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Ready for 2021?

10 December 2020 |Education & Resources
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Ready for 2021?

10 December 2020 |Education & Resources

As we draw a close on the end of the year, hear from our executive and leadership team on their reflections on the year that was and their thoughts on what lies ahead for 2021.

Paul Rohan, Head of Wealth Services
What are your reflections for 2020?
2020 has delivered different experiences – challenges and opportunities for all. One change for the positive, from a person living with a family in a regional location, is that the expectation around work and your physical location has altered. 2020 has shown that more people will be able to work from where they prefer to live going forward.

What’s ahead for 2021?
Government stimulus will continue in some form and be important for recovery. But most important, is that people get access to professional advice and take the time to increase their own personal financial knowledge and understanding, because it’s not a matter of what will happen next year, it’s how you navigate it that really counts.

What’s the best advice you’ve received?
10% inspiration, 90% perspiration. You need both - and hard work brings success.

Justin Hoare, Head of Superannuation and Sandhurst Trustee Limited
What are your reflections for 2020?
2020 has required significant resilience and an openness to change. Businesses have had to redesign and reinvent their operations, change processes and adapt while seeking growth in challenging times. Risk management has been critical.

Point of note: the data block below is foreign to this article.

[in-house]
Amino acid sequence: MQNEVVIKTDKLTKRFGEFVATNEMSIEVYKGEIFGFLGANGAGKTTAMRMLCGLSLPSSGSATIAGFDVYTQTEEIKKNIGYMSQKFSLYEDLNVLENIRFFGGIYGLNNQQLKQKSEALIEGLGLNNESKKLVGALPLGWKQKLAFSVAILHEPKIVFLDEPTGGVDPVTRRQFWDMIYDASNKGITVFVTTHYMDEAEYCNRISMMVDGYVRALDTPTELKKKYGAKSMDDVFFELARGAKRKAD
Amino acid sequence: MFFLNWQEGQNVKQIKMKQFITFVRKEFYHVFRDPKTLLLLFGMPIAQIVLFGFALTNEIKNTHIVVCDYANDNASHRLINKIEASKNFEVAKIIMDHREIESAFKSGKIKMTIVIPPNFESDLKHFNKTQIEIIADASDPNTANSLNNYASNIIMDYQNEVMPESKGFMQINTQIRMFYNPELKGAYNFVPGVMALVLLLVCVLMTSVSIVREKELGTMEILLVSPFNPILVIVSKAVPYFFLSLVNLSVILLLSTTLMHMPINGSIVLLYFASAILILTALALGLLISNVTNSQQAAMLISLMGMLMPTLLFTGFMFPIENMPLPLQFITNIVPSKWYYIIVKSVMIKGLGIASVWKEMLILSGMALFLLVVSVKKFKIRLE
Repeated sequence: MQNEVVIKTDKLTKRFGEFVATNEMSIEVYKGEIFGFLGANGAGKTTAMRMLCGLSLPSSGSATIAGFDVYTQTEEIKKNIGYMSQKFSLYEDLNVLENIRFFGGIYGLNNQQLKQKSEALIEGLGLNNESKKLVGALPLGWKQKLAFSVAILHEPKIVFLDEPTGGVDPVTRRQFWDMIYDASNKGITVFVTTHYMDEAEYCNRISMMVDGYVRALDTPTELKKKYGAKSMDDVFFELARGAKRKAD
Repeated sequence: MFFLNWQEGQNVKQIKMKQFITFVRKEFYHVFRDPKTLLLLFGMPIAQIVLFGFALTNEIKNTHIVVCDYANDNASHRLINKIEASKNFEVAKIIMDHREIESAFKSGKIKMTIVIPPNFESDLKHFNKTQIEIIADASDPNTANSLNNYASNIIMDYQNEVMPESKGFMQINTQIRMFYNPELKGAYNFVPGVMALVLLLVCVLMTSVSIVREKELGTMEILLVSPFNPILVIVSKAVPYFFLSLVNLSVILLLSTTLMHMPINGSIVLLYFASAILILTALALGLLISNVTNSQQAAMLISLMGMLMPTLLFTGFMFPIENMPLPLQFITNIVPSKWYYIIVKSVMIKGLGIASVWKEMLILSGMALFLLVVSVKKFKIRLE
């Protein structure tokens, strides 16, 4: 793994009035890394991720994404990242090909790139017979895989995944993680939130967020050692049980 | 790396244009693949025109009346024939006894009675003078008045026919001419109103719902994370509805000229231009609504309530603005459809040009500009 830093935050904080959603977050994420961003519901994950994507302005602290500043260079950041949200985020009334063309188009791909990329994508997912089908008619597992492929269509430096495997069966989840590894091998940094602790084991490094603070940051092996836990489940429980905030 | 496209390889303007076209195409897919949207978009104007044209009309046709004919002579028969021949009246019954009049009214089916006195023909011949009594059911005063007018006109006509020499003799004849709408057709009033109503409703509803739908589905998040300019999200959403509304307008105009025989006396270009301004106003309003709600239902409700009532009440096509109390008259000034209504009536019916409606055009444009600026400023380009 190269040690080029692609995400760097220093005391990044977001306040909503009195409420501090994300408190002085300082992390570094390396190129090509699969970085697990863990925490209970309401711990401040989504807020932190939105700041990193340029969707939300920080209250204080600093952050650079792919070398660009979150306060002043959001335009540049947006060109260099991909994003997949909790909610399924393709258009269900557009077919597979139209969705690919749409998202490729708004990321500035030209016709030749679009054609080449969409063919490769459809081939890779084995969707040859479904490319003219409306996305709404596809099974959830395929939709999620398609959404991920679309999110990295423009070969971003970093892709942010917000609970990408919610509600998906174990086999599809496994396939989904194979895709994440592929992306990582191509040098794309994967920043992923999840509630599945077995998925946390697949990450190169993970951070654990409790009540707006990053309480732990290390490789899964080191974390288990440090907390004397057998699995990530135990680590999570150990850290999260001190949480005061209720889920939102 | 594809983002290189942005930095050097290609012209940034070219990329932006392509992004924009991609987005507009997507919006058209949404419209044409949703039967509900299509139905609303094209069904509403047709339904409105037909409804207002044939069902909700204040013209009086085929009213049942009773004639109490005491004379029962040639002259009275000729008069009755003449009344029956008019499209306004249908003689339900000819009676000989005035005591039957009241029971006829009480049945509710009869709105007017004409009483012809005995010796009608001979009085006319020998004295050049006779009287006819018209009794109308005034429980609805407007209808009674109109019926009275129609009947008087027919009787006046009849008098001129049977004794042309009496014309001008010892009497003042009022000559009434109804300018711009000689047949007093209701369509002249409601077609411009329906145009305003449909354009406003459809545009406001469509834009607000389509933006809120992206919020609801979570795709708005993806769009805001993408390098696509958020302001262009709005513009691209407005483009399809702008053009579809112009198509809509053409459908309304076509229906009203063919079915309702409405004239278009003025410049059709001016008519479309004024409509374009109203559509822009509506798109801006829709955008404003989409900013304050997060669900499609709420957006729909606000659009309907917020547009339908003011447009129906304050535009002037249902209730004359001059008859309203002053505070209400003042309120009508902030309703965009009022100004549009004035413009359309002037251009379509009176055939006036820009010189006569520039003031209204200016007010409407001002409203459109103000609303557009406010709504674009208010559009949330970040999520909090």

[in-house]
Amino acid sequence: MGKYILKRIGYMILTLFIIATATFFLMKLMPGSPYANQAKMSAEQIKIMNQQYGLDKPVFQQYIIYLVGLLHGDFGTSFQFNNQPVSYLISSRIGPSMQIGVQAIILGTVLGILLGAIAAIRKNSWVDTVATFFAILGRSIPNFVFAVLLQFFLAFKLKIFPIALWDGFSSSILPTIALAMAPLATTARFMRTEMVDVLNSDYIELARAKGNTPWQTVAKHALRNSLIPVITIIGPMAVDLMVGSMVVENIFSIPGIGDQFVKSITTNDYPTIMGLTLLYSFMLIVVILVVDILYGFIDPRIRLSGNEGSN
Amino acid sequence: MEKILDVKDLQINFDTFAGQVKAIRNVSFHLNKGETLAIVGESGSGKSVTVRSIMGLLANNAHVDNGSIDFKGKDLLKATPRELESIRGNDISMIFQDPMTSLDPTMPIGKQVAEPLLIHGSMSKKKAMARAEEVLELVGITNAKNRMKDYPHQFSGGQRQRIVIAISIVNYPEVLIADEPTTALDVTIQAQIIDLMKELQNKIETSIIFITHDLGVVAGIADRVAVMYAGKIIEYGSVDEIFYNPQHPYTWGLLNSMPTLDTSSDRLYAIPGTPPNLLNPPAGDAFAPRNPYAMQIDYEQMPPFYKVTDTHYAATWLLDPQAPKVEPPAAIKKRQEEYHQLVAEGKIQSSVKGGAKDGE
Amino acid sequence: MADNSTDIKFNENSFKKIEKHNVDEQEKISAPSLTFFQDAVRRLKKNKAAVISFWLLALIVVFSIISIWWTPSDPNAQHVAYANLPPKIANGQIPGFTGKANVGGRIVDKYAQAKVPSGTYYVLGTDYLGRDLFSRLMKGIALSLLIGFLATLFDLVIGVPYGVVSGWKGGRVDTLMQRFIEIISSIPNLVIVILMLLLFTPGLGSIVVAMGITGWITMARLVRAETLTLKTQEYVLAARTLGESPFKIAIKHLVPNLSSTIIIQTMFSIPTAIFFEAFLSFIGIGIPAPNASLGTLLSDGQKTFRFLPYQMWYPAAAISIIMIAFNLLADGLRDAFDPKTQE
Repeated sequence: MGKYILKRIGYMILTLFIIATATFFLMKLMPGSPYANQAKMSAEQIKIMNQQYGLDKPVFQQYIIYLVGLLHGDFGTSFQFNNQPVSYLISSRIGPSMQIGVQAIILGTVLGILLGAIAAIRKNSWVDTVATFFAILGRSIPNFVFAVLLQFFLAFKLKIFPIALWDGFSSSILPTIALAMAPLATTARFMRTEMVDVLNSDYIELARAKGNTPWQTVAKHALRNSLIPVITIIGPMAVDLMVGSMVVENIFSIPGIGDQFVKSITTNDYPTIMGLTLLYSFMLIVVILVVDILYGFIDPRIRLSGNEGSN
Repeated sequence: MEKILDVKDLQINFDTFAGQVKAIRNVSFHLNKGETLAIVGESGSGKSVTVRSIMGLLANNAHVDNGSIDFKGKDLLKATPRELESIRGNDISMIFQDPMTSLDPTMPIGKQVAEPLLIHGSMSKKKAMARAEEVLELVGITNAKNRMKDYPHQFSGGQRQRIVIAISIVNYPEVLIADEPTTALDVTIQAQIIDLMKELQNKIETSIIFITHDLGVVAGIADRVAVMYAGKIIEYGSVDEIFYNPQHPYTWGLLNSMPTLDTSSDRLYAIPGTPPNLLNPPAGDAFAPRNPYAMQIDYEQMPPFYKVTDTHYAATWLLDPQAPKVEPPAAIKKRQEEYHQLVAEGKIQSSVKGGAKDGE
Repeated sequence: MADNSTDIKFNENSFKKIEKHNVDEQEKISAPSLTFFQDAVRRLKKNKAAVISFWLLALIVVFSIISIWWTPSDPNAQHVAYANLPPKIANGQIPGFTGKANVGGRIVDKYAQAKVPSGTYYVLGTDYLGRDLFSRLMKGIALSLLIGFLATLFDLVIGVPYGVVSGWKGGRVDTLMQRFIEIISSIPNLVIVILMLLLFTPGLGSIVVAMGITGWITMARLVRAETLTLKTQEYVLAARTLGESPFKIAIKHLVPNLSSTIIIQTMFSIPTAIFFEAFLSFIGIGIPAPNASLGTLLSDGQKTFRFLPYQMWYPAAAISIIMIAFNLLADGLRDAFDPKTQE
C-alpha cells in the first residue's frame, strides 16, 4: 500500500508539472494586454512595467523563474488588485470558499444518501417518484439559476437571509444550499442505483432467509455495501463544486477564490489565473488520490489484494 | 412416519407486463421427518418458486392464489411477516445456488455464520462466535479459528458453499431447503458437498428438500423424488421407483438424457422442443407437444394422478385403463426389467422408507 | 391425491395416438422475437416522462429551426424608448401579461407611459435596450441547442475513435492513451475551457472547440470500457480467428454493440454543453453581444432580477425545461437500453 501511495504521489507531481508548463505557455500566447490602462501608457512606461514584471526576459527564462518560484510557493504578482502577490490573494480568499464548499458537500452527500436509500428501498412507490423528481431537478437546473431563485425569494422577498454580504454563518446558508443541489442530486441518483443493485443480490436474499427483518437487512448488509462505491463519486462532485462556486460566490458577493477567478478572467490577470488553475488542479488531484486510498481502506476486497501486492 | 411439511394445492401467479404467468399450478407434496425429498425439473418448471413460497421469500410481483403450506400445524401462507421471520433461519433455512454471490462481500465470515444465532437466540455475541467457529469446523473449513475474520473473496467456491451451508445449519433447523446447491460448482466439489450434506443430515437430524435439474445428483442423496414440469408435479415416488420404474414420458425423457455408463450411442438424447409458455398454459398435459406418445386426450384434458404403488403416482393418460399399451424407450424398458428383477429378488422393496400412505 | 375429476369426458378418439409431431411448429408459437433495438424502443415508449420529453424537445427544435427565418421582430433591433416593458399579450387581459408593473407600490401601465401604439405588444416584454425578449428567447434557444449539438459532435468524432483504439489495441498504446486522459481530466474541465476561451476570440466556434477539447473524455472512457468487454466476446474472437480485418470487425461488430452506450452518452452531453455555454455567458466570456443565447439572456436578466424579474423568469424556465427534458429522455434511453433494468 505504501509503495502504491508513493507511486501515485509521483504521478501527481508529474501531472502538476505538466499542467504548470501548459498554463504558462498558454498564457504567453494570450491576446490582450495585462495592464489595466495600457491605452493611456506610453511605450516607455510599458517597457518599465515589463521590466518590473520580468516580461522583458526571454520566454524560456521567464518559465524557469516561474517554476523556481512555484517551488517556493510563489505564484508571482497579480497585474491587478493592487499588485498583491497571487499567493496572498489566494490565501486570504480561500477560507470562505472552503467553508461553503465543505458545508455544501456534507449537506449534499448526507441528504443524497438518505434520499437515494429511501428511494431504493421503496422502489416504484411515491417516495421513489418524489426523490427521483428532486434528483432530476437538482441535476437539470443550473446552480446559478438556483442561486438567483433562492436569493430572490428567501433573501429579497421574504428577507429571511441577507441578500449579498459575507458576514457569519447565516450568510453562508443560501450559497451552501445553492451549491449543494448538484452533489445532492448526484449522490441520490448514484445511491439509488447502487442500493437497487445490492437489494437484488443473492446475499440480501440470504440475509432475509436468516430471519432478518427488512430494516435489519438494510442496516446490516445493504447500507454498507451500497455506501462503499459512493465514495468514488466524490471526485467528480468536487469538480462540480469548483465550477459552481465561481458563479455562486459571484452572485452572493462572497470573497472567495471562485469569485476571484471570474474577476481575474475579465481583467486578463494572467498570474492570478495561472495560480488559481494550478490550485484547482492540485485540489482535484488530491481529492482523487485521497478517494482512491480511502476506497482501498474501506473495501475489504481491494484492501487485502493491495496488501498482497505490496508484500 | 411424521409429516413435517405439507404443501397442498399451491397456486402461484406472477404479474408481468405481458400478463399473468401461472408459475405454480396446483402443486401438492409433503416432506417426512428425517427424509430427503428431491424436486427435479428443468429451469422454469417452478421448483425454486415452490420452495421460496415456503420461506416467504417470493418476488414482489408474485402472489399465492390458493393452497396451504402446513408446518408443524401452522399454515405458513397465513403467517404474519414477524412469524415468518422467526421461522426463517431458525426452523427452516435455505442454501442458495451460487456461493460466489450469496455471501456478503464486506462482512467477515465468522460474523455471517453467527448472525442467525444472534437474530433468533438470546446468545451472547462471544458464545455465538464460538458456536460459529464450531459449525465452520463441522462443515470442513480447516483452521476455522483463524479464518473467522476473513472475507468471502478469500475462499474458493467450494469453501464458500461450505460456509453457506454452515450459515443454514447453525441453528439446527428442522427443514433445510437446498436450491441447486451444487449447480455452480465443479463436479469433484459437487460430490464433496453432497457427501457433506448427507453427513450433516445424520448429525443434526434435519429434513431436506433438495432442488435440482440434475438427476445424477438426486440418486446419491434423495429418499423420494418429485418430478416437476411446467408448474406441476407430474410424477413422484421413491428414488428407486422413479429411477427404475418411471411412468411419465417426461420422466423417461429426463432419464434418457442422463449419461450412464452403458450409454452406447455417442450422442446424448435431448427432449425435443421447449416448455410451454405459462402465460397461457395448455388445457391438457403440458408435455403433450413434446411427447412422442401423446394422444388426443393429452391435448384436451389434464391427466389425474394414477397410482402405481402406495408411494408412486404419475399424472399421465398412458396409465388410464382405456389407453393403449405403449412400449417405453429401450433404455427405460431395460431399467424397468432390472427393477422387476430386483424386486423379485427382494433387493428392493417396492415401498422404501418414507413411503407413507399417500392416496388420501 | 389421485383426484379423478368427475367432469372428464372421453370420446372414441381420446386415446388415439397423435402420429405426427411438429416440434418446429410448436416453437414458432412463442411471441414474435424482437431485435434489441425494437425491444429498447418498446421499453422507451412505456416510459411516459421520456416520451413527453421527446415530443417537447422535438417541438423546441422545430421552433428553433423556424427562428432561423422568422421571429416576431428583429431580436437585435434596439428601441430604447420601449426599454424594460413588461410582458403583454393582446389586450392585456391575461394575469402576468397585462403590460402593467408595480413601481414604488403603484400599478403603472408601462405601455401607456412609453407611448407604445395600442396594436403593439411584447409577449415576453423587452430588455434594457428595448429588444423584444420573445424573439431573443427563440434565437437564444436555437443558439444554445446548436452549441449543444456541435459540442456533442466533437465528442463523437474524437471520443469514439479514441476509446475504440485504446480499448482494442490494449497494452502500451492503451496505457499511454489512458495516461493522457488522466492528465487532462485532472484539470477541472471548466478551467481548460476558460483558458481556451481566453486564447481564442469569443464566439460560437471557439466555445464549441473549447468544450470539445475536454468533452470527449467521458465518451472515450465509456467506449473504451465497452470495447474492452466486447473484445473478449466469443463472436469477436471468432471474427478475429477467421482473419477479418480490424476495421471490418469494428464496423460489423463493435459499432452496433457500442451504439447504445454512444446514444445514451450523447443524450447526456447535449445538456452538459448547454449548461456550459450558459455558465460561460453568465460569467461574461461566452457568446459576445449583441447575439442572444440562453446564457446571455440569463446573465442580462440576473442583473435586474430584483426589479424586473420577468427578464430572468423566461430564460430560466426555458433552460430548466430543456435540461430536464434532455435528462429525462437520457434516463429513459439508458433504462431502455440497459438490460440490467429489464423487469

What’s ahead for 2021?
Unwinding support mechanisms is going to really test the economy. Global trade will play a big factor and how trade tensions play out with China will create further challenges.
We have seen strong performance in equity markets recently and therefore good news, such as vaccine success, is likely to be priced in. My sense is that the market is more primed to react strongly to bad news.

What’s the best advice you’ve received?
Make sure that there is a strong foundation, a true north, to position yourself strongly.

Thad McCrindle, Head of Investments
What are your reflections for 2020?
Despite increased volatility with a big drop in equity markets, the subsequent rapid rise is a good reminder that markets can do anything. Who would have foreseen a physical commodity such as oil, falling to a negative price?

What’s ahead for 2021?
A positive risk sentiment and economic momentum coming off a low base. Definitely expect more volatility. Tentatively bullish, on risk assets but there are risks in more expensive assets like equities and particularly credit. What will help in 2021, is government and central bank support for both the economy and financial markets.